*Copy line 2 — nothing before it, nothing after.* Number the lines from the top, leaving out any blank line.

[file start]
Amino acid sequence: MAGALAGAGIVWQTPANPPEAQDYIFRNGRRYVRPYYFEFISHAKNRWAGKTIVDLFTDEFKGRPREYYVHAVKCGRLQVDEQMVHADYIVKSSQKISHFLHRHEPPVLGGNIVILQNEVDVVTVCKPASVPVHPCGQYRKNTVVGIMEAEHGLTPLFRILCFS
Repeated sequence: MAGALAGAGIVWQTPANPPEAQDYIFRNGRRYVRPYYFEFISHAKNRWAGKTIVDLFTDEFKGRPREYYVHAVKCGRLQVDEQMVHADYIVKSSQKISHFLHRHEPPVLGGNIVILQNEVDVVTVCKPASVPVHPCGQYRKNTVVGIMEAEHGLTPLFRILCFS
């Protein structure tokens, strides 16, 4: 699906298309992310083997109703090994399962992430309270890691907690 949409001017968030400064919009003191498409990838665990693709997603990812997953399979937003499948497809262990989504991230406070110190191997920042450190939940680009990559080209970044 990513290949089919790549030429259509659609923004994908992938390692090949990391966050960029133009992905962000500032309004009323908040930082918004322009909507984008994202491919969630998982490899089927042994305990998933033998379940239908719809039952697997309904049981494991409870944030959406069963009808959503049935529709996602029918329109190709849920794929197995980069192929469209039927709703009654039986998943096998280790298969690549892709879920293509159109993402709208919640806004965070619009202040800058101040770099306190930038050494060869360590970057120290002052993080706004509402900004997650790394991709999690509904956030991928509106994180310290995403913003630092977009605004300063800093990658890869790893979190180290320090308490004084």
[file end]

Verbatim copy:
Repeated sequence: MAGALAGAGIVWQTPANPPEAQDYIFRNGRRYVRPYYFEFISHAKNRWAGKTIVDLFTDEFKGRPREYYVHAVKCGRLQVDEQMVHADYIVKSSQKISHFLHRHEPPVLGGNIVILQNEVDVVTVCKPASVPVHPCGQYRKNTVVGIMEAEHGLTPLFRILCFS